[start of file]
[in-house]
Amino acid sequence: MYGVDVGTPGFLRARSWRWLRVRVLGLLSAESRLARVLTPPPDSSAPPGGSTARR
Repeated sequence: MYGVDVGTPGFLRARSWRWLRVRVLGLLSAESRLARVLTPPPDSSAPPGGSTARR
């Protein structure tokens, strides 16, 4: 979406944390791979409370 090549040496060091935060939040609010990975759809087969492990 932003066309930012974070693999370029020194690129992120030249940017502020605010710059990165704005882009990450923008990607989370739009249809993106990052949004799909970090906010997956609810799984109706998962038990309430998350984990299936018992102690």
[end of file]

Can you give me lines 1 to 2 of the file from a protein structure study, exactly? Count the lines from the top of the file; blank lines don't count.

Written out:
[in-house]
Amino acid sequence: MYGVDVGTPGFLRARSWRWLRVRVLGLLSAESRLARVLTPPPDSSAPPGGSTARR